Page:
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Indonesia: Personal Data Protection Act Enters into Force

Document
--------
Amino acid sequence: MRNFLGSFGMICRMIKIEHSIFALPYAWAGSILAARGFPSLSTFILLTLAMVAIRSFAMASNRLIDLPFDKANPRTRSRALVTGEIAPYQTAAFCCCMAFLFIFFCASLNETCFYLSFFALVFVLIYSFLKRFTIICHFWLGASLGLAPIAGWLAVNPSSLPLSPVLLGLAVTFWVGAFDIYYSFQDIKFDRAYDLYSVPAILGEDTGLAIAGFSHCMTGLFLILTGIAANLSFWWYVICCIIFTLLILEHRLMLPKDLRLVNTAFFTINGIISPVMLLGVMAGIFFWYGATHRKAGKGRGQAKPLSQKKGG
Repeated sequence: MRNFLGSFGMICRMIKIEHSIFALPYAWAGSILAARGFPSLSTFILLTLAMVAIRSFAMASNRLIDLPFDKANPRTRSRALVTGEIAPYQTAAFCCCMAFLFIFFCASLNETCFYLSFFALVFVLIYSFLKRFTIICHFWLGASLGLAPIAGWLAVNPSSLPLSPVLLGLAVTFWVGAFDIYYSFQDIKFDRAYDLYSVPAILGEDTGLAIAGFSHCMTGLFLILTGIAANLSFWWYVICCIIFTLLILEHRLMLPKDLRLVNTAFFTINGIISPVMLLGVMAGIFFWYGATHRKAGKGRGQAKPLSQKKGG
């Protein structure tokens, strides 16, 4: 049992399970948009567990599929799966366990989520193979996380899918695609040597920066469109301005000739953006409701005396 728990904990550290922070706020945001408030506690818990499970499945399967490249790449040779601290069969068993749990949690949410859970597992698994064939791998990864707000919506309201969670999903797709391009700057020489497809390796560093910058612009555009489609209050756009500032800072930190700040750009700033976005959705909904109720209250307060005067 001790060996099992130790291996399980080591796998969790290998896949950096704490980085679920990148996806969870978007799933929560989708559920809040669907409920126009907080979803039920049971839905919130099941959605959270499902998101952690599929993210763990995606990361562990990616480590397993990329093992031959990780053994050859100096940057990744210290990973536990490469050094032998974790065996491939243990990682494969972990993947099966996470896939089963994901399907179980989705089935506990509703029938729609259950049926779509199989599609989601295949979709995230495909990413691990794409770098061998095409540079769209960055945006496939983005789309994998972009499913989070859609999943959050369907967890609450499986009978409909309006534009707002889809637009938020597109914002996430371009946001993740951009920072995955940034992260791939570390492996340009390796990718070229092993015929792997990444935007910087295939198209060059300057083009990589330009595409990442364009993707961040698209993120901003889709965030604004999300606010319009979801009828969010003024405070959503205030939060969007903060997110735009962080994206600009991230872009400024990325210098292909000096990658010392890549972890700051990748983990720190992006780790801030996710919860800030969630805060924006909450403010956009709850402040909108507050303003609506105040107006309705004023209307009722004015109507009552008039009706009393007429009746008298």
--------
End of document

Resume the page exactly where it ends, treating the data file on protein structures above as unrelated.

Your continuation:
On October 17, 2022, Indonesia’s Personal Data Protection Act ( Undang-Undang Nomor 27 Tahun 2022 tentang Pelindungan Data Pribadi ) (PDP Act) came into force. The law, which governs the processing of personal data by organizations within and outside of Indonesia, aims to guarantee the privacy rights of Indonesian citizens while encouraging the growth of Indonesia’s digital economy and communications technology sector. To do so, the act sets out obligations for individuals, corporations, public agencies, and international organizations with respect to the control, use, and processing of personal data. According to the Future of Privacy Forum , Indonesia’s PDP Act bears some similarities to the European Union’s General Data Protection Regulation (GDPR). However, there are some differences with respect to applicability and territorial scope. The Indonesian government introduced the final draft of the PDP bill on January 28, 2020. The bill’s passage by the House of Representatives on September 20, 2022, reportedly became urgent following the leak of personal data and information by a hacker group known as “Bjorka.” The group allegedly leaked and sold on dark sites the private data of millions of Indonesian citizens “taken from databases of Indonesia’s private companies, state-owned enterprises, and even state agencies and ministries.” The case highlighted issues associated with Indonesia’s existing data protection framework. Before the PDP Act’s enactment, the collection and use of data was governed by a number of different laws and regulations , including Law No. 11 of 2008 concerning Electronic Information and Transactions, which was amended in 2016, and a 2016 ministerial regulation on the protection of personal data in electronic systems. The PDP Act brings the regulation of data under one law. Because Indonesia is one of the largest countries in the world, the Future of Privacy Forum considers that “the PDP Law will likely have an impact on data protection both in the regional context of the Asia-Pacific and the global context.” Article 62 of the act allows Indonesia to cooperate with other governments and international organizations on matters of data protection. Definitions and Application Article 4 of the act splits the definition of personal data into two categories. Personal data that is specific in nature includes genetic data, crime records, health data, biometric data, personal financial data, and data relating to children. Personal data that is general in nature is data on matters of gender, citizenship, full names, marital status, and religion, as well as personal data that can be combined to identify someone. The act applies to personal data controllers ( pengendali data pribadi ), being any person, public entity or international organization that acts in controlling personal data, as well as personal data processors ( prosesor data pribadi ), including public entities or international organizations involved in processing personal data on behalf of personal data controllers. (PDP Act arts. 1(4), (5) & 19.) Article 2 specifies that the act applies to everyone, including public agencies and international organizations, if they carry out acts regulated under the law. With respect to territorial scope, the law covers acts that take place within Indonesia, acts that take place outside Indonesia if there are legal consequences within Indonesia, and acts that affect Indonesian citizens regardless of where that citizen is located. Data Privacy Rights The rights of personal data subjects ( subjek data pribadi ) are set out in articles 5 to 13 of the act. For example, articles 7, 8, and 9 allow personal data subjects to access their personal data, withdraw consent with respect to processing of data, terminate processing, and destroy personal data. Article 10 allows personal data subjects to object to decision-making based solely on automated processing, including profiling in circumstances where such automated processing may have legal consequences or a “significant impact” on the individual. Article 15 does limit these rights in circumstances where data may be used for national security and defense, for law enforcement, for public interest, in cases relating to statistics and scientific research, and in certain cases within the financial sector. Data Processing Under article 16, processing of personal data includes the collection and acquisition of data; the processing and analysis of data; updating and fixing data; the dissemination, disclosure and transfer of data; and the deletion or destruction of data. Article 20 requires that processing be authorized, whether through express consent, through contractual obligations, in line with legal obligations, in the “execution of duties in the interest of public services,” or in fulfilment “of other legitimate interests.” The act sets out requirements with respect to obtaining consent for the processing of data in articles 23 to 25. Once authorization has been obtained, processing must be undertaken in a manner that is transparent and, among other things, protected from unauthorized access, disclosure, misuse, destruction, or alteration. (Art. 16.) To facilitate transparency, article 21 requires that personal data controllers provide information on the legality and purpose of processing data, including details on the relevance of data, the information to be collected, and the overall retention period. Once the relevant retention period has ended, data must be destroyed or deleted. Data must also be destroyed or deleted upon the request of the personal data subject. (Art. 16.) Penalties for Prohibited Use of Data Chapters XIII and XIV detail how personal data should not be used. Article 65 prohibits anyone from obtaining or collecting personal data if this is done to benefit themselves or others. Under article 66(2), everyone is prohibited from disclosing personal data that does not belong to them. Article 66 prohibits the creation of false personal data for the purposes of obtaining a benefit or causing harm to others. Administrative sanctions in the form of written warnings, temporary suspensions of processing, destruction or deletion of data, and administrative fines may be issued under chapter VIII of the act. Under article 57, companies may be fined up to 2% of their annual income for a breach of the act. Penalties with respect to unauthorized use are set out in chapter XIV of the act. Under article 67, for example, any person who obtains or collects data that does not belong to them in a manner that is against the law, and does so with the intent of obtaining a benefit, may be sentenced to imprisonment for up to five years or fined 5 billion rupiah (about US$318,330). The same penalties apply if a person willfully and unlawfully uses personal data that is not their property. In addition, article 12 allows personal data subjects to seek compensation if their rights under the act have been violated. Implementation of the Act Now that the law has come into effect, the Future of Privacy Forum states that organizations have a two-year transition period to comply with the act from the date of presidential assent. According to law firm Baker McKenzie , “[t]he Ministry of Communication and Informatics (Kementerian Komunikasi dan Informatika) is currently the supervisory authority” on matters relating to data protection and compliance. It is expected that “a new data protection authority will be established” in the next few years. Prepared by Nabila Buhary, Legal Research Fellow, under the supervision of Kelly Buchanan, Chief, Foreign, Comparative, and International Law Division II Law Library of Congress, December 19, 2022 Read more  Global Legal Monitor articles . shares this Contents always with License.